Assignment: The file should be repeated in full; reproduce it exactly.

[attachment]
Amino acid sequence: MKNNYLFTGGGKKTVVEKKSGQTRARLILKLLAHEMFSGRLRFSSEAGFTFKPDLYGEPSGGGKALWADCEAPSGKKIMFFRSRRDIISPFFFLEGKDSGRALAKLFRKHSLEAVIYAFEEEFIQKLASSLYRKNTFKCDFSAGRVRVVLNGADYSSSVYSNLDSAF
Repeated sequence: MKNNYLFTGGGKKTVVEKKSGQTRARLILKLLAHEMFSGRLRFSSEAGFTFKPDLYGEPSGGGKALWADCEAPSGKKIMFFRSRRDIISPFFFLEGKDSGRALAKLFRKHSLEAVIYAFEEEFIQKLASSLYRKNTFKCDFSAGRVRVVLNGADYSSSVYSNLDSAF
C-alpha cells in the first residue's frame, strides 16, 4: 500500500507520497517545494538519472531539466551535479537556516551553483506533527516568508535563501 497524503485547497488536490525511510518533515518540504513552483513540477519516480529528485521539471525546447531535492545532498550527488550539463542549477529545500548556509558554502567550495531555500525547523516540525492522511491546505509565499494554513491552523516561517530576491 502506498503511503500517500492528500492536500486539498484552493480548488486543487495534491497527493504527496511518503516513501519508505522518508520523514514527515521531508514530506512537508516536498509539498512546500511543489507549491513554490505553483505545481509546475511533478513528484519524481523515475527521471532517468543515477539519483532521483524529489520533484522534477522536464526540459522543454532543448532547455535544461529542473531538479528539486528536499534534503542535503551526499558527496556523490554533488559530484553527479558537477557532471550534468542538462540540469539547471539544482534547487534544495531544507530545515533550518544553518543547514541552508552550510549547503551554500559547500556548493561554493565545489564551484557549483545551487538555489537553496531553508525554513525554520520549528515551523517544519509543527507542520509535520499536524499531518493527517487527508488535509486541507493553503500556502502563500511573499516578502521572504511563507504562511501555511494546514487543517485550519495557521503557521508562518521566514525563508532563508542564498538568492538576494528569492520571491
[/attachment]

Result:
Amino acid sequence: MKNNYLFTGGGKKTVVEKKSGQTRARLILKLLAHEMFSGRLRFSSEAGFTFKPDLYGEPSGGGKALWADCEAPSGKKIMFFRSRRDIISPFFFLEGKDSGRALAKLFRKHSLEAVIYAFEEEFIQKLASSLYRKNTFKCDFSAGRVRVVLNGADYSSSVYSNLDSAF
Repeated sequence: MKNNYLFTGGGKKTVVEKKSGQTRARLILKLLAHEMFSGRLRFSSEAGFTFKPDLYGEPSGGGKALWADCEAPSGKKIMFFRSRRDIISPFFFLEGKDSGRALAKLFRKHSLEAVIYAFEEEFIQKLASSLYRKNTFKCDFSAGRVRVVLNGADYSSSVYSNLDSAF
C-alpha cells in the first residue's frame, strides 16, 4: 500500500507520497517545494538519472531539466551535479537556516551553483506533527516568508535563501 497524503485547497488536490525511510518533515518540504513552483513540477519516480529528485521539471525546447531535492545532498550527488550539463542549477529545500548556509558554502567550495531555500525547523516540525492522511491546505509565499494554513491552523516561517530576491 502506498503511503500517500492528500492536500486539498484552493480548488486543487495534491497527493504527496511518503516513501519508505522518508520523514514527515521531508514530506512537508516536498509539498512546500511543489507549491513554490505553483505545481509546475511533478513528484519524481523515475527521471532517468543515477539519483532521483524529489520533484522534477522536464526540459522543454532543448532547455535544461529542473531538479528539486528536499534534503542535503551526499558527496556523490554533488559530484553527479558537477557532471550534468542538462540540469539547471539544482534547487534544495531544507530545515533550518544553518543547514541552508552550510549547503551554500559547500556548493561554493565545489564551484557549483545551487538555489537553496531553508525554513525554520520549528515551523517544519509543527507542520509535520499536524499531518493527517487527508488535509486541507493553503500556502502563500511573499516578502521572504511563507504562511501555511494546514487543517485550519495557521503557521508562518521566514525563508532563508542564498538568492538576494528569492520571491